Reply To: Keynes, one of the great speculators?



I apologize for the tardiness of my response. Let me take your points in order. Regarding the claim that Keynes was a great speculator, I agree more with Hunter Lewis. Keynes met with both success and failure as a speculator and wasn’t, to the best of my knowledge, consistently successful enough to be classified as a “great speculator.” For more on Keynes’ experiences as a speculator as well as other aspects of Keynes’ life I would recommend Robert Skidelsky’s biography.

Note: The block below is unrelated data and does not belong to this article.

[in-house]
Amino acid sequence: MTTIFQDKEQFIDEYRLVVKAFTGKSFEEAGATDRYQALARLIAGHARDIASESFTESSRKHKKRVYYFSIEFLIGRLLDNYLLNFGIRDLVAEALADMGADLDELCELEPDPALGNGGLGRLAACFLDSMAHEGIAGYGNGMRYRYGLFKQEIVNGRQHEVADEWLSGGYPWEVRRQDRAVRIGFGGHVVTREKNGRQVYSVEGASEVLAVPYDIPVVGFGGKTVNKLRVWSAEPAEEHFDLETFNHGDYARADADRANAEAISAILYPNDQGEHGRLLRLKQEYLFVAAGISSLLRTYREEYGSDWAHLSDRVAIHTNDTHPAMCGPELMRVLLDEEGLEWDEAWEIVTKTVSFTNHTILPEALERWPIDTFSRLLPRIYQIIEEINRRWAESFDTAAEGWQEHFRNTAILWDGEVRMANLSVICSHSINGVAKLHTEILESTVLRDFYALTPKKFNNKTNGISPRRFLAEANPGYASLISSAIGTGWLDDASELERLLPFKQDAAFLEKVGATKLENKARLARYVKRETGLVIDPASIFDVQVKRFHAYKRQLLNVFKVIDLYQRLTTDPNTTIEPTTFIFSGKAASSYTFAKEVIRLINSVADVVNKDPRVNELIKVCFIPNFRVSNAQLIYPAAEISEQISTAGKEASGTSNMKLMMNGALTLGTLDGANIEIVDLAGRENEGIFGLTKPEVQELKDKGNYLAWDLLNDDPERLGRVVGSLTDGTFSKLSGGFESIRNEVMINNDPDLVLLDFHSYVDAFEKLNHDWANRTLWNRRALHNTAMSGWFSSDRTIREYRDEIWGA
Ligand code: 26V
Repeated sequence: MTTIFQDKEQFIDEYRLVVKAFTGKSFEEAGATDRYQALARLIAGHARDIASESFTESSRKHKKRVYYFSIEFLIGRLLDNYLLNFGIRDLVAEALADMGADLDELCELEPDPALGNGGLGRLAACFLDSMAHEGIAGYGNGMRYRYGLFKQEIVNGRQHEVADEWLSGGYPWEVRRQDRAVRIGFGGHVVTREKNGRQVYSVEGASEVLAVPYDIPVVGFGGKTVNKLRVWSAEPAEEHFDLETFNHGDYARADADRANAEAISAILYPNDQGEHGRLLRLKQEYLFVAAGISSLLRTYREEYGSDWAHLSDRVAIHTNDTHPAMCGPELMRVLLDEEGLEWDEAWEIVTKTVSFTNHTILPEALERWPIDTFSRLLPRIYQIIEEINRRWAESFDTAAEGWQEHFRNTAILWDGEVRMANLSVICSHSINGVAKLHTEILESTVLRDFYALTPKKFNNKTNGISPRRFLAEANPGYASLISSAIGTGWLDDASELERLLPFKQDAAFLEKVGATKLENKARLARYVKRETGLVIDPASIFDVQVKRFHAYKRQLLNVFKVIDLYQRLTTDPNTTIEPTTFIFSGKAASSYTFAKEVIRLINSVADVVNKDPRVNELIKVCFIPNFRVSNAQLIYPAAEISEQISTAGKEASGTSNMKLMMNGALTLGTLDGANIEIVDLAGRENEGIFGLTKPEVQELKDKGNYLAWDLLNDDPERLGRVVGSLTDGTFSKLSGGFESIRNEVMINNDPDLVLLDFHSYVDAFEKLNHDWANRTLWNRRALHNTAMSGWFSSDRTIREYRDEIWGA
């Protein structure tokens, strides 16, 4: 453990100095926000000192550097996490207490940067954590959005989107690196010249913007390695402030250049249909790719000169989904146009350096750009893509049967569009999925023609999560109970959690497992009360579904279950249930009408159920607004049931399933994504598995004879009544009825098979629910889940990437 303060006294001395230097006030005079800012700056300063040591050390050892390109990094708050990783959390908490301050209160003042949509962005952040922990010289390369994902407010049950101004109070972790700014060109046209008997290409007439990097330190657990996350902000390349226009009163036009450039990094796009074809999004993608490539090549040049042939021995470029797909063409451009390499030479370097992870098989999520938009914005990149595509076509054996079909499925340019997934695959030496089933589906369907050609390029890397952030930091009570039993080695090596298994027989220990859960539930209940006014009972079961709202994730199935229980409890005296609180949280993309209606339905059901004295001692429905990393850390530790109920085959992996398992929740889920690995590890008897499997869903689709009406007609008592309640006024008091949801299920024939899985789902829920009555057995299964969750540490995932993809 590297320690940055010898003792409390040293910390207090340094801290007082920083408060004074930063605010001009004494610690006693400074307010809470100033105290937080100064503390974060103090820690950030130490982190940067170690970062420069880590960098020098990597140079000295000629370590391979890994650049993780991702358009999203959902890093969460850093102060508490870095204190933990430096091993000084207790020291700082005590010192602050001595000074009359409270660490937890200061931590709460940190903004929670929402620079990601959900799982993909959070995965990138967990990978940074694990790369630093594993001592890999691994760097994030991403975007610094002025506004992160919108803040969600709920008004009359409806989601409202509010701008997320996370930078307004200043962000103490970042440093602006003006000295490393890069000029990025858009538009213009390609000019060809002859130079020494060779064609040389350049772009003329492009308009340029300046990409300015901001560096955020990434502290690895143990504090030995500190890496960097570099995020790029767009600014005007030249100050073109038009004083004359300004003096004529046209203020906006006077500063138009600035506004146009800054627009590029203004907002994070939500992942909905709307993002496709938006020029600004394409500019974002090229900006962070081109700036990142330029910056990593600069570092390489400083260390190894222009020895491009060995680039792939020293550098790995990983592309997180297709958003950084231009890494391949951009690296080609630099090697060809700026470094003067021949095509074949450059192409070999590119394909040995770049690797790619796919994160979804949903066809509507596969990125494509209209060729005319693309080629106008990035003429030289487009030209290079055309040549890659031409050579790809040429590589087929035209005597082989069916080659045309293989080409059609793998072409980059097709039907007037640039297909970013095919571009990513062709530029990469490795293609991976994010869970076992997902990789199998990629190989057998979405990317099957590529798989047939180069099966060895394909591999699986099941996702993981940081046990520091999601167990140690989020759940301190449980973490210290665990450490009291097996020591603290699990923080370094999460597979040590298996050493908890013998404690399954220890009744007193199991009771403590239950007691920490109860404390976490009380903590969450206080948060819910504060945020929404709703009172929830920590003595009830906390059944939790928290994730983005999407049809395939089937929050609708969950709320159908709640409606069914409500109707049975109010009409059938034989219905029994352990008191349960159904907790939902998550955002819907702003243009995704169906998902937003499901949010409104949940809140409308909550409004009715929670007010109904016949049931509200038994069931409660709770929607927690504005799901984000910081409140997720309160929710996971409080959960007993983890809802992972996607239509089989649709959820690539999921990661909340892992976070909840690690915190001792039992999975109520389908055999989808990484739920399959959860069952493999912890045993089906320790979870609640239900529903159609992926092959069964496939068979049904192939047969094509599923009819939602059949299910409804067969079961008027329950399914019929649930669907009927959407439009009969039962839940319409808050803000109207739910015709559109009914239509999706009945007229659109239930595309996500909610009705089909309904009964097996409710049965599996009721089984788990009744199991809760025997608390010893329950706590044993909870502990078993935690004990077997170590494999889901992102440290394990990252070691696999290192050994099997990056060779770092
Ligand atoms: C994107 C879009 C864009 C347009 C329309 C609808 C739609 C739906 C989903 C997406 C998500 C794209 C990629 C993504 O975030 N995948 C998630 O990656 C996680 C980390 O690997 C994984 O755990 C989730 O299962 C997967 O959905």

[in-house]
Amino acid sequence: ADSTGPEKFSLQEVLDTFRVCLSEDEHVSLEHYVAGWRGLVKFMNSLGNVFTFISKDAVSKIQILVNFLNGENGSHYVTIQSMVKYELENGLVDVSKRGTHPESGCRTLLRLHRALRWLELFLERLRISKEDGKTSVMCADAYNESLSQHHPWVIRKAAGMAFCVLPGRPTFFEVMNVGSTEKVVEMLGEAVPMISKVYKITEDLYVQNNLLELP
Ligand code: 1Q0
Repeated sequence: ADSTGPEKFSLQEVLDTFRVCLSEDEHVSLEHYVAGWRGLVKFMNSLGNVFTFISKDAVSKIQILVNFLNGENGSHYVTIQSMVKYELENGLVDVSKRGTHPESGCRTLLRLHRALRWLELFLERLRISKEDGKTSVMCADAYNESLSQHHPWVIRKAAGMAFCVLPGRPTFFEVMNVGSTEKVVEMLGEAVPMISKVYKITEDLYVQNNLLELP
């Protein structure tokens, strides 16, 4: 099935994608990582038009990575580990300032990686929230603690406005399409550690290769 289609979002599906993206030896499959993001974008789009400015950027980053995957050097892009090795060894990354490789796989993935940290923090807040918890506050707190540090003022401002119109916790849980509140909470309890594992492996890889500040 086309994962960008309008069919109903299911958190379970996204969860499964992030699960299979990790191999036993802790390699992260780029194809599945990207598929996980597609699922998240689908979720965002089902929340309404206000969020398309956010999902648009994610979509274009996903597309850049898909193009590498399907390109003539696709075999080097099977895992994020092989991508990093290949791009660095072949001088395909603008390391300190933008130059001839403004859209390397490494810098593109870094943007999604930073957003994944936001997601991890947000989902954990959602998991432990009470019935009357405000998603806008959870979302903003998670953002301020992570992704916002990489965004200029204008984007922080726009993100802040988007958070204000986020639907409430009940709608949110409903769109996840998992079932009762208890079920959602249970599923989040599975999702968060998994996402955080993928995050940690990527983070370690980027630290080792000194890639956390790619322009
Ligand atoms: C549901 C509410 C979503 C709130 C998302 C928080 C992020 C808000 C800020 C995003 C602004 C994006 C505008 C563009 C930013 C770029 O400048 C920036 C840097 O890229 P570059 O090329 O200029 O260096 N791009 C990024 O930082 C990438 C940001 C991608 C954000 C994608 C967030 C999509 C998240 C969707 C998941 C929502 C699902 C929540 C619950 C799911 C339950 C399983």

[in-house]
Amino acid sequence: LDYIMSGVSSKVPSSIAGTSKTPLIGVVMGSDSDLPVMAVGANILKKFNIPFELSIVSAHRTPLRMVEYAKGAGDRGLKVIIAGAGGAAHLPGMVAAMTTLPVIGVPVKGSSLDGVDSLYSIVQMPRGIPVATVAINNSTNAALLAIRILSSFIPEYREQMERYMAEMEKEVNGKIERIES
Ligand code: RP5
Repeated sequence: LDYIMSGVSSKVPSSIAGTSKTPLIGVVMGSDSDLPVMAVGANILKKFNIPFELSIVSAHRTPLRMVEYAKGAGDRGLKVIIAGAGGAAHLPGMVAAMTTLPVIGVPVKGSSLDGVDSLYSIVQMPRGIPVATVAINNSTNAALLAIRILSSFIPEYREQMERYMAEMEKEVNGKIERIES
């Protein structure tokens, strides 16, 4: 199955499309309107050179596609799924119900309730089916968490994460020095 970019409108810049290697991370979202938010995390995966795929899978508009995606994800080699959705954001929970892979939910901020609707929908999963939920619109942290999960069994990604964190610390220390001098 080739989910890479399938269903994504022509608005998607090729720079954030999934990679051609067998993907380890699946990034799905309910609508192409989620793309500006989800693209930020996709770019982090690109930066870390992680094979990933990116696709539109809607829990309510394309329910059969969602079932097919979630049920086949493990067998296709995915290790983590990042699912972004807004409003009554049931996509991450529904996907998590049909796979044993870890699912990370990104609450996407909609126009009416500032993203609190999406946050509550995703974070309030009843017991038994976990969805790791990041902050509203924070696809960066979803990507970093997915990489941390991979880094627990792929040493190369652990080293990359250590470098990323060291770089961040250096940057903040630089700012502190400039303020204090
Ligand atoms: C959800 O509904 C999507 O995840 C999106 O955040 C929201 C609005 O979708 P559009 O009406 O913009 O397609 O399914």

As far as the question of the rationality of markets goes, I believe Ferguson is correct when he claims that markets are not perfectly efficient or rational. In other words, given the endemic uncertainty that characterizes our world, entrepreneurs often make errors. After all, that is why we witness the phenomenon of monetary losses, which are a reflection of incorrect guesses or predictions of entrepreneurs. I do not, however, agree with the conclusion that Ferguson draws from this premise. The fact that entrepreneurs make erroneous judgements does not imply that that there must be boom and bust cycles on the market. In fact, the market possesses an inherent error correction mechanism – the profit-loss system – that rewards the successful entrepreneurs and penalizes the unsuccessful ones. This ensures that at any given moment in time the most able or the entrepreneurs that have been most successful in the past are the ones that allocate resources. Moreover, under normal circumstances some entrepreneurs make mistakes whereas others succeed. Business cycles, however, result from a cluster of entrepreneurial errors, i.e., many entrepreneurs making the same kind of errors simultaneously, a phenomenon that is a result of a subversion of the profit loss system, not a result of the existence of losses.